- Chargers vs. Chiefs: Missed tackles, timely penalties cost Bolts
- Chargers vs. Chiefs: Bolts beat themselves, lose 23-20
- Percy Harvin trade showcases the bureaucracy of sports
- Percy Harvin trade: Seahawks shopped wide receiver for ‘weeks,’ per report
- Chargers news: Branden Oliver is just what the Bolts needed
- Landon Donovan’s final U.S. match ends in 1-1 draw vs. Ecuador
- Chargers secondary flying under the radar
- Sharks finally finish Kings in season opener, 4-0
- Lakers training camp 2014: Has Wesley Johnson found his niche?
- NFL Quotes Roundup, Week 5: Reggie Wayne acknowledges age, RGIII makes progress
2014 NFL Draft: 5 Pac-12 standouts who could make an immediate impact
- Updated: March 3, 2014
The SEC is often referred to as the best conference in college football because they have dominated, winning the BCS title seven years in a row. During that stretch, the conference has also produced a numerous NFL standouts and legends.
But while the SEC may be the best conference by some standards, the PAC-12 ha produced it’s fair share of NFL talent as well.
Cal product Aaron Rodgers, is considered by many to be the best quarterback in the NFL. Fellow Cal star DeSean Jackson is one of the most dynamic receivers in the league. The best cornerback in the league, Richard Sherman, is a Stanford product. Andrew Luck, also from Stanford, has led his team to the playoffs his first two seasons in the league. Rob Gronkowski, the former Arizona standout, has been the best tight end in football when healthy. The list could go on.
As the 2014 NFL draft approaches, the question becomes who will be the PAC-12 standouts to make impacts on their new teams?
Here are five stars that will certainly help their team from day one:
Will Sutton, DT, ASU:
Sutton, like former teammate Vontaze Burfict did two years ago, failed to impress at the NFL combine. He is undersized for a defensive tackle and ran a 5.36 40 yard dash. He will not be selected on the first two days of the draft, however, whoever selects him will have a difference-maker on their defensive line. He will find a way to make impact plays.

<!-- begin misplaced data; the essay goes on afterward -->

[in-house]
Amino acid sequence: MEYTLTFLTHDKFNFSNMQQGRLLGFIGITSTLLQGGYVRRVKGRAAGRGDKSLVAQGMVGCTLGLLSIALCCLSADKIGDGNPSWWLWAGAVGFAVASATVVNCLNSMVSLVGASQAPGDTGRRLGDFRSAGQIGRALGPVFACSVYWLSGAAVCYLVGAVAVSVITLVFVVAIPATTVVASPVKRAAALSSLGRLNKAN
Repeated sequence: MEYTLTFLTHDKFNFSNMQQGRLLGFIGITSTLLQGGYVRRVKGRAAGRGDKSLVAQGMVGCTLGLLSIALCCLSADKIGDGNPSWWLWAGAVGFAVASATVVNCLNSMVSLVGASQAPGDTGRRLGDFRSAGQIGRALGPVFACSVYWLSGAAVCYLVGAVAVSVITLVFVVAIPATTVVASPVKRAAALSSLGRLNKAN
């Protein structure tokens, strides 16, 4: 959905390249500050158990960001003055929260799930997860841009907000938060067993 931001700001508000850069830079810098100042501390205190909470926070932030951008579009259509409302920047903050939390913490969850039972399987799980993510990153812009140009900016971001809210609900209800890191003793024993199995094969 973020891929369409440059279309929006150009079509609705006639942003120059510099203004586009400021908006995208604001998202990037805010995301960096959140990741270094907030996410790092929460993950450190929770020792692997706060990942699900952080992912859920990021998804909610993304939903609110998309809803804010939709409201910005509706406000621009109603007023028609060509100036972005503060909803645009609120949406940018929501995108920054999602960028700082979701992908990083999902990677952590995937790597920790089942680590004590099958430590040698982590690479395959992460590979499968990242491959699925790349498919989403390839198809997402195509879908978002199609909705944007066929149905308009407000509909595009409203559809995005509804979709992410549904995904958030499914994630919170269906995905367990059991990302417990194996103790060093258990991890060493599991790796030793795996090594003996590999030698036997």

Marcus Martin, C, USC:
The former Trojan will transition to the NFL well. He is not going to do anything that turns heads, but he will be more than an adequate blocker and hold his own in pass protection. Teams with a need at center will be happy that they can get a player of his caliber in the third round.
Brandin Cooks, WR, Oregon State:
Cooks lacks the ideal height and size wanted at the position but he will more than compensate for his lack of stature with speed. At the combine Cooks ran a 4.33 40 yard dash and had a 36 inch vertical. In short, he is explosive.
He will be a dynamic addition to whatever team selects him. Most analyst have him slated to go late in the first-round, he’d fit well with the Kansas City Chiefs at No. 23 overall.
Ka’Deem Carey, RB, Arizona:
He is listed as the No.1 back on many draft board and will compete with Auburn star Tre Mason to be the first back taken. He is a tad slow for a top-tier back, running a 4.7 in the 40 yard dash. Everyone can’t have the speed of a Jamaal Charles. He will fit more in the mold of Knowshon Moreno, whom it took a few seasons to find his way in the NFL.
Hopefully for Carey, he will be able to contribute sooner rather than later.
Anthony Barr LB, UCLA:
Barr will be a 3-4 outside linebacker in the NFL and will have to learn how to drop in coverage and play in space. His speed and quickness is going to give offensive lineman fits. He will have to develop his pass rushing technique, but with just raw ability he has the potential to be a factor. Many scouts are starting to tout Khalil Mack over him, but Mack is raw and has not played against the competition Barr has. Mack could turn out to be a star down the road, but Barr is a starter from day one.
Photo Courtesy (USATSI)
Latest posts by Keenan Actkins (see all)
- NFL 2014: Where’s the love for the Offensive Lineman? - October 22, 2014
- NFL Week 7 recap: 5 lessons learned from around the league - October 20, 2014
- Percy Harvin trade showcases the bureaucracy of sports - October 18, 2014